To support our secondary 1:1 Chromebook initiative, the Iowa City Schools have launched our Citrix virtual application service, which allows students and teachers to run Windows software on a Chromebook.
For detailed information, check out our Virtual Applications page, and for instructions for accessing the system at opens in a new windowhttps://apps.iowacityschools.org, check out the video below:
On August 23rd, ICCSD began issuing 1:1 Chromebooks (laptops with Chrome OS) to each student in our high schools. As we get started with this program, please check out our 1:1 Information page, which includes a program overview, policies, content filtering information, privacy information, and other useful information for students, parents/guardians, and teachers.
Between the craziness of the end of the school year and a week with my four-year-old between the end of preschool and the start of day camp, I haven’t managed to post for a while. I have much more coming, but here’s a quick update of what’s happening in the ICCSD technology & innovation department this summer.
New Building Deployments
One of our big projects for the summer is preparation for the Fall, 2017 openings of Liberty High School and the new Hoover Elementary School. These projects are coming along – Liberty in particular looks close to completion – and we’ve been working to make sure that the technology is set to go in both buildings. The wired network is basically complete at Liberty, and wireless access points will go up soon throughout the building. Read More »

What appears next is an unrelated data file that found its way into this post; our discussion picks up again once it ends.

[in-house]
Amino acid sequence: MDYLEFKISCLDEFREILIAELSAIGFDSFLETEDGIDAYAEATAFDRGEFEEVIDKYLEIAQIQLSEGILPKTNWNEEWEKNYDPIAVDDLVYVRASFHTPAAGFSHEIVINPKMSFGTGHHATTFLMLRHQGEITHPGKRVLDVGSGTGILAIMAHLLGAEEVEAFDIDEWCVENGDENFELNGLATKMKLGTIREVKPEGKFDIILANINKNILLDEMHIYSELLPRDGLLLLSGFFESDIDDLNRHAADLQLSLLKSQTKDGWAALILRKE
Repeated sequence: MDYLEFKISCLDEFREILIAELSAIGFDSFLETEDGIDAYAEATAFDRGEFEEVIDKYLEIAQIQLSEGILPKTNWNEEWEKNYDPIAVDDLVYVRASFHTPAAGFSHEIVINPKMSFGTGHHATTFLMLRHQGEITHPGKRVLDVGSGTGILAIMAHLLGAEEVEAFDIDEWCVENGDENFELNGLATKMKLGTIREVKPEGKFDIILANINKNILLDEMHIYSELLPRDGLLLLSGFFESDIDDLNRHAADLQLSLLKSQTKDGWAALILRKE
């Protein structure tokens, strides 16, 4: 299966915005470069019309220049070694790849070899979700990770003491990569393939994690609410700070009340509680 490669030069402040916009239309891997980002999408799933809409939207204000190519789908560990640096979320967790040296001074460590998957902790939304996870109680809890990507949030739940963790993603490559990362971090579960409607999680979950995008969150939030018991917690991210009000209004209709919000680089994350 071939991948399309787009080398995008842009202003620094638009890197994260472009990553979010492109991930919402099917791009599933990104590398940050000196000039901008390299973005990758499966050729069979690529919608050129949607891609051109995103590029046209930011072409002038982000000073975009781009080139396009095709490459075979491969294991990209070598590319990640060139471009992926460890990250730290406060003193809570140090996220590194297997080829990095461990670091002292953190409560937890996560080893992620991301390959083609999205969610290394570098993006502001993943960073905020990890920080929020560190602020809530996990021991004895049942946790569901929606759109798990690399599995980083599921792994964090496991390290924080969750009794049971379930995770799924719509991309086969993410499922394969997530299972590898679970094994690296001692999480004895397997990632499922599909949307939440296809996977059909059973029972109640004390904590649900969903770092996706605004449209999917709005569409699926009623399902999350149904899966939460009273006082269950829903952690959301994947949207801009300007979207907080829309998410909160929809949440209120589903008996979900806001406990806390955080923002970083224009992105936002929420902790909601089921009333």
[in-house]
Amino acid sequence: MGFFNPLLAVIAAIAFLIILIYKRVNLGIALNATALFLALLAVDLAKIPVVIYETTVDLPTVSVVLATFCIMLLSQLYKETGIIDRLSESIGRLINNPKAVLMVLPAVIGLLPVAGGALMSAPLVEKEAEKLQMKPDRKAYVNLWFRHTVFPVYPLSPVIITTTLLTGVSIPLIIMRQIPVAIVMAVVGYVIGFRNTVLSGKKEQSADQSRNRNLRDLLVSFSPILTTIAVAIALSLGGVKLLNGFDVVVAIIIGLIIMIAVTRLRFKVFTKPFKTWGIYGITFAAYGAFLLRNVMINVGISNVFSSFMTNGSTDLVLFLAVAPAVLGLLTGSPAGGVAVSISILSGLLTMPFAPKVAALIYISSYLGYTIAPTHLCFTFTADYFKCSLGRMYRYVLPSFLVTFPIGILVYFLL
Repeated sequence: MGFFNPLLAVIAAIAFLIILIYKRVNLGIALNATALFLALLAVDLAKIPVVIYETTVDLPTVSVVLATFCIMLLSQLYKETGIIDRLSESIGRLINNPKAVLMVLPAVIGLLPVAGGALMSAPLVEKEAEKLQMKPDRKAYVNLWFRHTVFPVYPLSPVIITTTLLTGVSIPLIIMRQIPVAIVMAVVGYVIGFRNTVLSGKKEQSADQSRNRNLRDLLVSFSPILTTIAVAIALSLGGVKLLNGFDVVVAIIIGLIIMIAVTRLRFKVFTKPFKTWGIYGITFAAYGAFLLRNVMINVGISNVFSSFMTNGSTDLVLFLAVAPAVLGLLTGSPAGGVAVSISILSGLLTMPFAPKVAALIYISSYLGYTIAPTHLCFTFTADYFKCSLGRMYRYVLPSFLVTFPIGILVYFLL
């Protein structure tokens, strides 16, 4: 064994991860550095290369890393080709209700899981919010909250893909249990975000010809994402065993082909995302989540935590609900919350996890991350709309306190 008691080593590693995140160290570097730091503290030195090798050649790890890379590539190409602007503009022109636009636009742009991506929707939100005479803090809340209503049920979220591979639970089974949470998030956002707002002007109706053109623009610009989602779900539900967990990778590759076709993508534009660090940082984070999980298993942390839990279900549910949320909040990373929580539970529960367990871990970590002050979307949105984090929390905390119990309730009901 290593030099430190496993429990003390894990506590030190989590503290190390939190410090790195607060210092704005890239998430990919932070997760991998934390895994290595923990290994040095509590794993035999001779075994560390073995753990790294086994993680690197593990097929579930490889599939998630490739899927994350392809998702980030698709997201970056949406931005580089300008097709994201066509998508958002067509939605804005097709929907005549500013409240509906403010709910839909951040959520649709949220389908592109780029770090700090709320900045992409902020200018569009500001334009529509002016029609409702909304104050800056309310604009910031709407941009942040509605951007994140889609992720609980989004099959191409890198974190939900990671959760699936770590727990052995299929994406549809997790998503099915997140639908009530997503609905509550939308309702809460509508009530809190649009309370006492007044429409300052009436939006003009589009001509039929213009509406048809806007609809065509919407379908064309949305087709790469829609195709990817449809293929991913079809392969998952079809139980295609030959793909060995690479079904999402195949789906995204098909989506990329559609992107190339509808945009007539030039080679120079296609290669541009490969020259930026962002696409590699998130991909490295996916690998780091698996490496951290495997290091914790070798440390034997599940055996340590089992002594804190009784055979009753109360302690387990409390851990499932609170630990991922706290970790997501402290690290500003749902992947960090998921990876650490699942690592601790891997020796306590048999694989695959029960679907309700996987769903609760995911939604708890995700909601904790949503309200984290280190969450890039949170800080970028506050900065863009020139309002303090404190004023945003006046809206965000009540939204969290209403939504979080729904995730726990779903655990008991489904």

There are few things that I find more draining than professional conferences. Not long ago, in a discussion with a friend of mine who is also in the ed tech field, I mused that I’m more exhausted after a day full of conference sessions, networking, and lectures than I am after a day spent shoveling landscape rock. While the latter is definitely harder work, I’m pretty convinced that the former is more exhausting. As this year’s Consortium for School Networking (CoSN) conference wraps up in Chicago, this belief has been reinforced. Read More »
As we seek to expand the technology tools and infrastructure available to our students and teachers, we must also cope with one of the key realities of this investment: technology is expensive. On one hand, of course, the cost of technology has consistently declined over the past three decades; the word processors of the 1980s frequently cost more than $2,000, for instance. The drop in technology prices has been closely tied to the increasing ubiquity of and reliance on technology within our schools and society at large; in other words, while prices may be dropping, the amount of technology that must be purchased continues to increase. Read More »